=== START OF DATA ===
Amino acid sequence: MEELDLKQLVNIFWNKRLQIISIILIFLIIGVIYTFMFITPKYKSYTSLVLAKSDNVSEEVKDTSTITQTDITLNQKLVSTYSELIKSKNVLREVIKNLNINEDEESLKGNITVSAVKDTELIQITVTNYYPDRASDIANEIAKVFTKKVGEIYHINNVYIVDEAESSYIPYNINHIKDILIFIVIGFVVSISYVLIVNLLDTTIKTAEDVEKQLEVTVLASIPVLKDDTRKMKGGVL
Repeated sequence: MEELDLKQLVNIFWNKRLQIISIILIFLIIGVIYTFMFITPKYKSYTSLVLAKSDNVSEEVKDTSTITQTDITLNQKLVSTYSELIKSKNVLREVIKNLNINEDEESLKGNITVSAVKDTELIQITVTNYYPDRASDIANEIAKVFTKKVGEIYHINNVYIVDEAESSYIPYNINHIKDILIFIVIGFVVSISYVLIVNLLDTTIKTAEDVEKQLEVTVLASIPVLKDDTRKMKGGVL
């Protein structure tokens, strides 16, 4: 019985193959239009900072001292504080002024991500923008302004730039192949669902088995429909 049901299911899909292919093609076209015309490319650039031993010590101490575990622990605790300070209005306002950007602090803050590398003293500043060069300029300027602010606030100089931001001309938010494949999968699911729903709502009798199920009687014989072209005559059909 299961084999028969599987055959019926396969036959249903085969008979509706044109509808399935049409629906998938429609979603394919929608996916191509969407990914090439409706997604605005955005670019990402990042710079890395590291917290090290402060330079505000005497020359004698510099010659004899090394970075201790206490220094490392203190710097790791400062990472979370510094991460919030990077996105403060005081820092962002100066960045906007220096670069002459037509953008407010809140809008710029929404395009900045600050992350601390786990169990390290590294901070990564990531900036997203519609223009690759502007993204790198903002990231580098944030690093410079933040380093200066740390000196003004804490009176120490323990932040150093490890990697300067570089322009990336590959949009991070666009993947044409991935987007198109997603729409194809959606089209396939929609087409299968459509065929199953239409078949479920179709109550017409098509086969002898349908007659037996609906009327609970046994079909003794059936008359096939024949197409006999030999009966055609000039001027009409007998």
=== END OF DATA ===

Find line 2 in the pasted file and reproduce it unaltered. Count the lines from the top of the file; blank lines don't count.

Repeated sequence: MEELDLKQLVNIFWNKRLQIISIILIFLIIGVIYTFMFITPKYKSYTSLVLAKSDNVSEEVKDTSTITQTDITLNQKLVSTYSELIKSKNVLREVIKNLNINEDEESLKGNITVSAVKDTELIQITVTNYYPDRASDIANEIAKVFTKKVGEIYHINNVYIVDEAESSYIPYNINHIKDILIFIVIGFVVSISYVLIVNLLDTTIKTAEDVEKQLEVTVLASIPVLKDDTRKMKGGVL